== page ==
The US Department of Homeland Security said in an official letter it had seized surveillance devices in Washington, DC, believed to be used by foreign parties to spy on cell phones, the Associated Press reported.
The agency noted that the ministry acknowledged in a letter addressed to Senator Oregon and Ron Wyden on March 26 last year that it seized unlicensed surveillance devices last year in the US capital, but did not indicate the type of devices and operators.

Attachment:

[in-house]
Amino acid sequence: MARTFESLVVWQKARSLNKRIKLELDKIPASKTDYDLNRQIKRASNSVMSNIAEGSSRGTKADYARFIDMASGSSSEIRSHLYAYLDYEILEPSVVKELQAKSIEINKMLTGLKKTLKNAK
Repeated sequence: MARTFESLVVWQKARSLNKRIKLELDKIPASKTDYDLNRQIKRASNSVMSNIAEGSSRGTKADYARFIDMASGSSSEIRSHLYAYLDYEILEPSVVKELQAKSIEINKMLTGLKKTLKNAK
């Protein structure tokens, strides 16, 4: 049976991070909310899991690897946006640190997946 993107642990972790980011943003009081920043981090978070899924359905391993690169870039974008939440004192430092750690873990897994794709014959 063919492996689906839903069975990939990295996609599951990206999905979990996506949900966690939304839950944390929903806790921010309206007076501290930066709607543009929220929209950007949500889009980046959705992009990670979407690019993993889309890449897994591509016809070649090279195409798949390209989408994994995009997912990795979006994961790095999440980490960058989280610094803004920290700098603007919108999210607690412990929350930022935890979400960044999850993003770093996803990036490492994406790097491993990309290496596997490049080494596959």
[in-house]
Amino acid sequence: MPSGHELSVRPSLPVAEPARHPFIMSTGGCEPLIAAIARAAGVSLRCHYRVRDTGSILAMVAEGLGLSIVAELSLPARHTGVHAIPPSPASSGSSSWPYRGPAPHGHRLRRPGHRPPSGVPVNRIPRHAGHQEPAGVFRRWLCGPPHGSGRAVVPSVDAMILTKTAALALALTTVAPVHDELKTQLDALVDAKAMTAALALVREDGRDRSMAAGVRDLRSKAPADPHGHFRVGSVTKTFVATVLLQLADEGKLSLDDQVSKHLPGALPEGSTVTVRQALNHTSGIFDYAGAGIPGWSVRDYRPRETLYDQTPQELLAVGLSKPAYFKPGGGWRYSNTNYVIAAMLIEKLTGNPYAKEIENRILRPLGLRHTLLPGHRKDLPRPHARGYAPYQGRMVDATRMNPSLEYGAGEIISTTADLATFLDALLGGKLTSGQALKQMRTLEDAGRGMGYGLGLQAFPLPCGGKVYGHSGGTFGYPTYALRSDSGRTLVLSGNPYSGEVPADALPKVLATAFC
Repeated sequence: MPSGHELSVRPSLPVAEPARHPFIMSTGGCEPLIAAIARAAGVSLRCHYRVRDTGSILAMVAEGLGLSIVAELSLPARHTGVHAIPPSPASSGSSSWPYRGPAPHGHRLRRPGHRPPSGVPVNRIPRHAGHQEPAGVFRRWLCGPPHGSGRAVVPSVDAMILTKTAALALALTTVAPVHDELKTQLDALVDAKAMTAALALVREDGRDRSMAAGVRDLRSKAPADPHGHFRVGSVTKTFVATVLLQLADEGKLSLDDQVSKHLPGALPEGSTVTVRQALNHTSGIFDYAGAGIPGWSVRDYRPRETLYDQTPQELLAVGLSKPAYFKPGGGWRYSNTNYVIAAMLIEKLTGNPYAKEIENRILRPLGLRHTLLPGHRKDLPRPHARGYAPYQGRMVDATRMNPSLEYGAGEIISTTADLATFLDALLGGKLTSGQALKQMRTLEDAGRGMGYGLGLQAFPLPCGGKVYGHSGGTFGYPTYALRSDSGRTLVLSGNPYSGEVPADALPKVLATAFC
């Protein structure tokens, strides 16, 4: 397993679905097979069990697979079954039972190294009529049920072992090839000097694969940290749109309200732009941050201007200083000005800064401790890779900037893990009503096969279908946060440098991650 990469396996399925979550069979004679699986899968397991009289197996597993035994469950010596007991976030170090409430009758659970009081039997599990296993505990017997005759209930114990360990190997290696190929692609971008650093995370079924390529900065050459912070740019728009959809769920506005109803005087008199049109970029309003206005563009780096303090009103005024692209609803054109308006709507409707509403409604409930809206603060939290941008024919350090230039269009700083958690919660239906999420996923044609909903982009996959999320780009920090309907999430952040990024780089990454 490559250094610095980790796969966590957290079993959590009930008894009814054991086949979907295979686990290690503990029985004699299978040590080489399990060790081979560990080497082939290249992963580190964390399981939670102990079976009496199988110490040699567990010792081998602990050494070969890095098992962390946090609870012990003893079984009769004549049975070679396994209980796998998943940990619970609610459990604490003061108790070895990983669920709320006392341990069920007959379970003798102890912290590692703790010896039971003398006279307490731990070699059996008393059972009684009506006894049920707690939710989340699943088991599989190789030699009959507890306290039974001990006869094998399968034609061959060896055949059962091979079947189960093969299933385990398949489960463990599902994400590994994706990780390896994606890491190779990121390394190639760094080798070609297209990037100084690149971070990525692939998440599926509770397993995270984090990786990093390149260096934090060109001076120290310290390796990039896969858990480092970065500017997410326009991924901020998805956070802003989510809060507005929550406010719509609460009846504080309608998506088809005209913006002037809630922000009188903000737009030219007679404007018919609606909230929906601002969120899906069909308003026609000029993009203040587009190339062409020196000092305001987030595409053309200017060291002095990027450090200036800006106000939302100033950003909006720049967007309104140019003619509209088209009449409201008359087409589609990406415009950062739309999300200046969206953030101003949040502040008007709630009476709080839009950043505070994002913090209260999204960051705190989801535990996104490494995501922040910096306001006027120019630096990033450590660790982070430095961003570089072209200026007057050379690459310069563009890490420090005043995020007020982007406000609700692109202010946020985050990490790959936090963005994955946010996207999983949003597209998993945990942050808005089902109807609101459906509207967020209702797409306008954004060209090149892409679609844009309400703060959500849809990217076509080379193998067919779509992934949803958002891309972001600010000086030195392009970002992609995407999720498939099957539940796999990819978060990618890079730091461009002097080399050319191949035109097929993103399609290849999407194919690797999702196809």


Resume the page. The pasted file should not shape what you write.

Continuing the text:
These devices, called StingRays, are simulators that can connect to phones like ordinary cell towers, can locate them, and recent versions can spy on calls, and some of them can plant malicious programs.
The ministry responded to Democratic Senator Widen, who last November asked for an inquiry.
In its response, it said it had seized "an illegal activity" linked to StingRays in the Washington area, noting that its use by foreign parties could threaten "the national and economic security" of the United States.
The price of these devices ranges from $ 1,000 to $ 200 thousand, usually as a bag size, or smaller the size as a mobile phone.
It can be planted in a car close to a government building, or in a low-altitude aircraft.